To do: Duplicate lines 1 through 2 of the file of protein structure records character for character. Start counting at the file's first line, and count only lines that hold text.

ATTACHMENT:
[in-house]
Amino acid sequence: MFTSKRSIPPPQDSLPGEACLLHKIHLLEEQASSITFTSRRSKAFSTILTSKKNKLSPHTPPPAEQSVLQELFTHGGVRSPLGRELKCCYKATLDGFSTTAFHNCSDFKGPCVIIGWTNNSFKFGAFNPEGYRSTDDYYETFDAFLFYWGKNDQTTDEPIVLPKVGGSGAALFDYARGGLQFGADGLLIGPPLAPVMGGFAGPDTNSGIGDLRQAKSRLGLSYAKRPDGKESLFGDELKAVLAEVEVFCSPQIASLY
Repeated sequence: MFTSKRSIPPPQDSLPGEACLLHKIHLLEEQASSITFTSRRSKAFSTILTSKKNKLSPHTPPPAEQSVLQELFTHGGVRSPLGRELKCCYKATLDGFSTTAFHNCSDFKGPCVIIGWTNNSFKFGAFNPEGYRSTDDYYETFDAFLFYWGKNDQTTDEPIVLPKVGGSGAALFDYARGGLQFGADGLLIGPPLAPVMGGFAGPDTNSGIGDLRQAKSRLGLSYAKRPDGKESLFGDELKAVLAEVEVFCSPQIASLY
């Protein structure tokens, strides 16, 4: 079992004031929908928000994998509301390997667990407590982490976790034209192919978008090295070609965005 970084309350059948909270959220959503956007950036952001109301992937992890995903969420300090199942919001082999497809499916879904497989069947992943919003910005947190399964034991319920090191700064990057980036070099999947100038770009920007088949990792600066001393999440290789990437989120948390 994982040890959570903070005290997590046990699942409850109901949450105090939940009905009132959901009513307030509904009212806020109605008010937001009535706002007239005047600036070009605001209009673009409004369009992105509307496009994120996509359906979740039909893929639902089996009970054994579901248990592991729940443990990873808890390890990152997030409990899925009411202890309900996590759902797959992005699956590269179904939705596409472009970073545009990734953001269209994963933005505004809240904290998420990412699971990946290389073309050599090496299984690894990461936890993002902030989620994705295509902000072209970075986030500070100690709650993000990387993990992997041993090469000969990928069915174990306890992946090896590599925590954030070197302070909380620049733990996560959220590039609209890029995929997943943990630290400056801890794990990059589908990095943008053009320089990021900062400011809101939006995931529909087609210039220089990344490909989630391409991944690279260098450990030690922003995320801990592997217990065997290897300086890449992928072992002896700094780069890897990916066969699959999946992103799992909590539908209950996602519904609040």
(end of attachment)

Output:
[in-house]
Amino acid sequence: MFTSKRSIPPPQDSLPGEACLLHKIHLLEEQASSITFTSRRSKAFSTILTSKKNKLSPHTPPPAEQSVLQELFTHGGVRSPLGRELKCCYKATLDGFSTTAFHNCSDFKGPCVIIGWTNNSFKFGAFNPEGYRSTDDYYETFDAFLFYWGKNDQTTDEPIVLPKVGGSGAALFDYARGGLQFGADGLLIGPPLAPVMGGFAGPDTNSGIGDLRQAKSRLGLSYAKRPDGKESLFGDELKAVLAEVEVFCSPQIASLY